Probate & Administration of Estates
We have very extensive experience in providing legal advice and support to family members or others (known as ‘Executors’) entrusted to carry out the wishes of those who have passed on (known as the ‘Testator’).
What Is Probate?
Taking out Probate means applying to the Probate Office to certify that the Will is valid, and, that all legal, financial and tax matters are in order. The Grant of Probate is the legal document that permits the Executor to administer the deceased person’s estate. Where the person died without a Will, then the Executor needs a legal document called a Grant of Administration.
We will help and guide you through each step as Executor, when administering your loved one`s Estate, and will help you comply with your legal obligations in this important role.
What Is Involved?
- The first step is to locate and examine the Will, and identify who is the correct Executor appointed in the Will.
- Then we gather full details of the deceased`s persons property and affairs (known as their ‘Estate’) to examine how to give effect to the wishes as set out in their Will, or, to satisfy the legal Rules of Intestacy (these Rules are explained in our Wills Section).
- If it is necessary to obtain a Grant of Probate of Grant of Letters of Administration Intestate from the Probate Office of the High Court, we will make all the necessary enquires and prepare and file the legal documents necessary to obtain the Grant for you.
- We will also prepare and submit on your behalf the required Statement of Affairs to the Revenue Commissioners.
- We will engage with the relevant Government agencies, e.g. the Department of Social Protection, Income Tax Department of the Revenue Commissions, and the Nursing Home Support/Fair Deal Scheme, to obtain the necessary clearances required to complete the administration of the Estate.
- We will advise you and the intended beneficiaries of any Inheritance Tax (Capital Acquisition Tax / C.A.T.) liabilities that may arise, and the obligations to file Tax Returns with the Revenue Commissioners, and any payments, if required.
- Once the Grant of Probate/Letters of Administration Intestate has issued from the High Court, we then arrange for the Estate (property, monies etc) to be distributed and passed on to the intended beneficiaries in accordance with the deceased`s Will or Rules of Intestacy.
We appreciate that the work involved in administering an Estate can be quite daunting, and with our experience and dedication, we will make the process as easy and seamless as possible for you and the intended beneficiaries of the Estate.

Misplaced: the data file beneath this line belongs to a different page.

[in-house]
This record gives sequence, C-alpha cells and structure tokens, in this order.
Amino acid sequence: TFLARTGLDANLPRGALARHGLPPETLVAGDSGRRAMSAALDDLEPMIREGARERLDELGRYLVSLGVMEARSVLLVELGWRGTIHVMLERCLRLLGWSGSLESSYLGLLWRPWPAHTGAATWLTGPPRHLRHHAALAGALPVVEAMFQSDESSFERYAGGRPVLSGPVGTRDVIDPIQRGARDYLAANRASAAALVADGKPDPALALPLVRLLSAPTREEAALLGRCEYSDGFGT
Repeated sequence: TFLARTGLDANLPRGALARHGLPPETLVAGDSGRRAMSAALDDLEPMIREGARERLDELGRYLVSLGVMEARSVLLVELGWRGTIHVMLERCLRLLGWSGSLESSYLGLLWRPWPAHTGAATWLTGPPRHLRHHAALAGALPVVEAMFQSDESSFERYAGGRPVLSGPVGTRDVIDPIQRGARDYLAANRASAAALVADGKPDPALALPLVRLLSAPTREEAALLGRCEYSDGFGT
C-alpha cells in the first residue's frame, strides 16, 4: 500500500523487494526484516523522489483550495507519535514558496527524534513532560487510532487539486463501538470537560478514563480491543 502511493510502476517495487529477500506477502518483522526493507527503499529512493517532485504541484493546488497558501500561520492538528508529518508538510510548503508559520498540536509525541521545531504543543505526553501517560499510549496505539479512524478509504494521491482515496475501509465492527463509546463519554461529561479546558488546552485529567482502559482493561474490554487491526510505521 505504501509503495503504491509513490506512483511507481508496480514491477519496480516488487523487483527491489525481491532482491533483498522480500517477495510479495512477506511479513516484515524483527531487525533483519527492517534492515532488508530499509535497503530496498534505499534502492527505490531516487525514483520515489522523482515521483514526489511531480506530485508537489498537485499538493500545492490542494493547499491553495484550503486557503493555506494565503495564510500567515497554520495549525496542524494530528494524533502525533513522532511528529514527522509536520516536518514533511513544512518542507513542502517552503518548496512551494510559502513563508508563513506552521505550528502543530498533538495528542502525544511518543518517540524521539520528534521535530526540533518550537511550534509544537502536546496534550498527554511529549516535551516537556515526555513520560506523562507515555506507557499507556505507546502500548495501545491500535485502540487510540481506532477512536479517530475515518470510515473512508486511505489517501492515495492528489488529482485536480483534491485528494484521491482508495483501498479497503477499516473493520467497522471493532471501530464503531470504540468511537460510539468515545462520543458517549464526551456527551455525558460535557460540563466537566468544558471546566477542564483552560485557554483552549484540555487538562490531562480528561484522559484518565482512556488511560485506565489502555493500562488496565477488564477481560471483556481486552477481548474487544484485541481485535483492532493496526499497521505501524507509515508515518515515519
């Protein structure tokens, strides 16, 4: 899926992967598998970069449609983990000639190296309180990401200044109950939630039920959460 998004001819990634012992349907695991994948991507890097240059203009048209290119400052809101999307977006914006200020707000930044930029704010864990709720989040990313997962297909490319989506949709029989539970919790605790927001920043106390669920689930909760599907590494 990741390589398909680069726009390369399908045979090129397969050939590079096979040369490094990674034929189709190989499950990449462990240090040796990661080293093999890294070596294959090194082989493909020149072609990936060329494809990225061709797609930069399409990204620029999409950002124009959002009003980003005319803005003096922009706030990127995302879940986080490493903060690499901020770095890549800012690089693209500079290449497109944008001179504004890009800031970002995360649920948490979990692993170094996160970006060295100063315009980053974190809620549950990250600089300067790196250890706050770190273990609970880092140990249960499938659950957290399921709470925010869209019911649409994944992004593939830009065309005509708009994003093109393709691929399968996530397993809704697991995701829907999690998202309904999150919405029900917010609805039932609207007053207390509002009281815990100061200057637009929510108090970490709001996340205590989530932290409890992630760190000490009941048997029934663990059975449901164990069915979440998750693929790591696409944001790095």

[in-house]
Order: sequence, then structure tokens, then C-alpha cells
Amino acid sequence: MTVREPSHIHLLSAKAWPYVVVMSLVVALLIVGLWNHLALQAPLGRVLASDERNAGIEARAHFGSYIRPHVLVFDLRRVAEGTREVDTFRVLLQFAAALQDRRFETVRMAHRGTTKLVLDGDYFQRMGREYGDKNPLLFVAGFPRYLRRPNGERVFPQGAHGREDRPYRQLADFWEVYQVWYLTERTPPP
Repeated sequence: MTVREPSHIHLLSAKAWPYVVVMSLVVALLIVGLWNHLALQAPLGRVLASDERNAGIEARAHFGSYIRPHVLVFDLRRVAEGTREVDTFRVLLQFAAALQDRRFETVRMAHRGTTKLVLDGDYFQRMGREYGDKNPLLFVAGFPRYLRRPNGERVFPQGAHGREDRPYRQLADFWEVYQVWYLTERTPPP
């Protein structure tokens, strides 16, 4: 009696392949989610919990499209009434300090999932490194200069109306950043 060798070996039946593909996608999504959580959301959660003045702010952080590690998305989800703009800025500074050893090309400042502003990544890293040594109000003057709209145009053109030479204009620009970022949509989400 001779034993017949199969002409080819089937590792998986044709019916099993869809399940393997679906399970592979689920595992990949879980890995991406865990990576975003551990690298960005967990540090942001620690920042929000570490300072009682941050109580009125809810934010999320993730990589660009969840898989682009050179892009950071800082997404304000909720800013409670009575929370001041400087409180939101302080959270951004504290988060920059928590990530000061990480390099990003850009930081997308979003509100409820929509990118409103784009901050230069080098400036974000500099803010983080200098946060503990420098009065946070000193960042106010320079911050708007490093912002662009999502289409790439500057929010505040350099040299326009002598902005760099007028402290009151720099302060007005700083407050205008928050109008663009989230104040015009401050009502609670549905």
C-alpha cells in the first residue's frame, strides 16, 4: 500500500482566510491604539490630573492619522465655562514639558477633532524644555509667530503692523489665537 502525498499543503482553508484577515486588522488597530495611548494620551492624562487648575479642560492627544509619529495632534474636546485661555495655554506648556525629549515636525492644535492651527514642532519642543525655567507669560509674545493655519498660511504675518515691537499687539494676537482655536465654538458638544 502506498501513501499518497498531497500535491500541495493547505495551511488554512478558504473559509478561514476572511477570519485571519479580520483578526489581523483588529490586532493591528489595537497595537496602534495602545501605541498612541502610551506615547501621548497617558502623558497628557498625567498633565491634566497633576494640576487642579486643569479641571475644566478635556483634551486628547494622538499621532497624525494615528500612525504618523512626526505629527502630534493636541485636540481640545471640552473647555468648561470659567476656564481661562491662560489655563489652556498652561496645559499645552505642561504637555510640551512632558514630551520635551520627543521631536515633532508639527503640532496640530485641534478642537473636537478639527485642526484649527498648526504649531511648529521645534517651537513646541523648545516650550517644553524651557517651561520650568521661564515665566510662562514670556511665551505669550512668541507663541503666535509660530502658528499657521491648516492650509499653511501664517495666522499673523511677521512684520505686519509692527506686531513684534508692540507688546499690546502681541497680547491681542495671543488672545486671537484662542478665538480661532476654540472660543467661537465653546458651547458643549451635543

Contact us here today to discuss your situation, and discuss how we can help you.
Disputes about Wills and Probate
There are times when certain family members, or partners, are unhappy with the terms of a Will (known in legal terms as ‘disappointed beneficiaries’) – perhaps they believe it does not reflect what was promised by the deceased person during their lifetime, or, they feel they have been treated unfairly compared to other beneficiaries of the Will. Perhaps they are the child of an unmarried couple, or, they were an unmarried partner of the deceased, and believe that proper provision has not been made for them financially, under the Will. Or perhaps you are unhappy with the way in which the Executor(s) are handling the administration of an Estate?
We are experienced in advising and representing such disappointed beneficiaries, in challenging a Will, and bringing what is known in legal terms as a ‘Section 117 Application’ through the courts. There are extremely strict timeframe deadlines for bringing cases like this, and if this is something you are considering, you should contact your Solicitor as a matter of urgency.
Sometimes these difficulties can turn in to serious disputes, and you may need to discuss the situation and get legal advice before deciding what to do next. We can advise you on your legal options and remedies and also discuss with you the possibility of using Mediation to help resolve such sensitive and difficult family and personal disputes.
Contact us here today to discuss your situation and discuss how we can help you.